For the majority of BMT patients who require unrelated donors, the odds are still unequal for all those whose genetic backgrounds are not well represented in existing donor registries. When MAVIN began its BMT work in 2001, it was quickly became apparent that mixed heritage patients were among those whose chances of finding an unrelated donor were quite slim. This disparity reflects broader and persistent healthcare disparities that in turn impact health inequalities among population groups in our country.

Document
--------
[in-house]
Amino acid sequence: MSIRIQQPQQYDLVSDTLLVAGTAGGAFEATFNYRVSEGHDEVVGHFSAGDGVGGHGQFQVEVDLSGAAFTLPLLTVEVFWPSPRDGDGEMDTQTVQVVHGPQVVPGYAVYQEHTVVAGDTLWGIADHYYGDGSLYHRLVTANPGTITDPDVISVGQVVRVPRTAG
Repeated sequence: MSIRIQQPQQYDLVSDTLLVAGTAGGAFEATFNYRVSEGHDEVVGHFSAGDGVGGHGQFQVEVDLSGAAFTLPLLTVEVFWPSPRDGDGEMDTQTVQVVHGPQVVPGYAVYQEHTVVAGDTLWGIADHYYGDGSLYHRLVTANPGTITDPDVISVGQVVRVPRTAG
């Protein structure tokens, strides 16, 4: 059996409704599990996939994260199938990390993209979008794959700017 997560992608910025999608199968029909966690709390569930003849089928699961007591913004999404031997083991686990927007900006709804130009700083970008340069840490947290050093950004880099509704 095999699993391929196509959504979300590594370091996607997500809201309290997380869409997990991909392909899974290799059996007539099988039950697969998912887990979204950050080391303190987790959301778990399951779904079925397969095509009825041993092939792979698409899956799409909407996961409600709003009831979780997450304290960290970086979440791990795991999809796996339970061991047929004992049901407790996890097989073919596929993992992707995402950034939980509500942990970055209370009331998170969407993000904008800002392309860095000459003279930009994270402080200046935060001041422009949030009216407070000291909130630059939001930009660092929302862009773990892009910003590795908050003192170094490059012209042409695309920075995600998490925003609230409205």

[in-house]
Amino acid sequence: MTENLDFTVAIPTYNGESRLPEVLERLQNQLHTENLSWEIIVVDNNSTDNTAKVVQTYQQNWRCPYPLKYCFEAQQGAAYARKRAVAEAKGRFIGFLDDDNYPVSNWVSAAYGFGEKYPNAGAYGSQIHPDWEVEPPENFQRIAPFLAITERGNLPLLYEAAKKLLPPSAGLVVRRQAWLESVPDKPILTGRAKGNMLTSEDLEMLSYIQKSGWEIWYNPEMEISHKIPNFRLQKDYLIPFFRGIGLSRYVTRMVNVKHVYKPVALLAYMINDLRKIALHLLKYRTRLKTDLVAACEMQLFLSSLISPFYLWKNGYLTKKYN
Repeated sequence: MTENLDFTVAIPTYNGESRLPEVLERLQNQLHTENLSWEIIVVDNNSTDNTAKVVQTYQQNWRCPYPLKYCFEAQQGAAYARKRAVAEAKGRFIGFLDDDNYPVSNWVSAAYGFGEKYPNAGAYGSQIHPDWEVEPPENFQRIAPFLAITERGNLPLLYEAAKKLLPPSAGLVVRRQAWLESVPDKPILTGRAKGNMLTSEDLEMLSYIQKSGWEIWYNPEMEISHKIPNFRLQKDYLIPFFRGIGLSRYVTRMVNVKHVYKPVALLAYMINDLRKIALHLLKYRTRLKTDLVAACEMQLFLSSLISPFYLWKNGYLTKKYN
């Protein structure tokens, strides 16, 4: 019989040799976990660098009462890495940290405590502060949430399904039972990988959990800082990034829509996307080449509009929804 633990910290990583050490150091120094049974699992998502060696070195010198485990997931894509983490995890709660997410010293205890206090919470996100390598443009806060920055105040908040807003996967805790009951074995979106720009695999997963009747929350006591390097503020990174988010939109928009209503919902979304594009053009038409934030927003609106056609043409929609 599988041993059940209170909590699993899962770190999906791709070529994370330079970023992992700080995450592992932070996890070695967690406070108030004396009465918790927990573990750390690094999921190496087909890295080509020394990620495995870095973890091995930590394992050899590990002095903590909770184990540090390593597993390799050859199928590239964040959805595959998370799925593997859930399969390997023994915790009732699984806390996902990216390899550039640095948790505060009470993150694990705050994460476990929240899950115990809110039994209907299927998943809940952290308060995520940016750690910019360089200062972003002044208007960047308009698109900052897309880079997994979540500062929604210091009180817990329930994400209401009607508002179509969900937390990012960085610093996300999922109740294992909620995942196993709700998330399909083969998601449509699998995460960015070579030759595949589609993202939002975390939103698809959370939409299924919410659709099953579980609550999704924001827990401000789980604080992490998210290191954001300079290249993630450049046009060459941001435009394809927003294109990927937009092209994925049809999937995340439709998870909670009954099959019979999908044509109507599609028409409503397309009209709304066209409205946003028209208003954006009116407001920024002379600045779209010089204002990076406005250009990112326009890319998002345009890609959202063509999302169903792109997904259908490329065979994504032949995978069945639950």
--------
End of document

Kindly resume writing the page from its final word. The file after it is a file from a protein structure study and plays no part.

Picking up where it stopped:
The efforts of groups like MAVIN have shown that it is indeed possible to recruit diverse BMT donors, and highlighted that more remains to be done. MAVIN’s MatchMaker program pioneered work with college-age people through Marrow-thons held nationwide, leading to youth recruitment becoming part of the mainstream. Ten years later, the donor pool has become more genetically diverse, but the demographics of BMT recipients has not, according to the latest available data. As the US population continues to diversify, especially in younger generations, efforts to expand the genetic representation in the blood and marrow donor pools (including cord blood) and to improve access to life-saving transplants for all, are critical.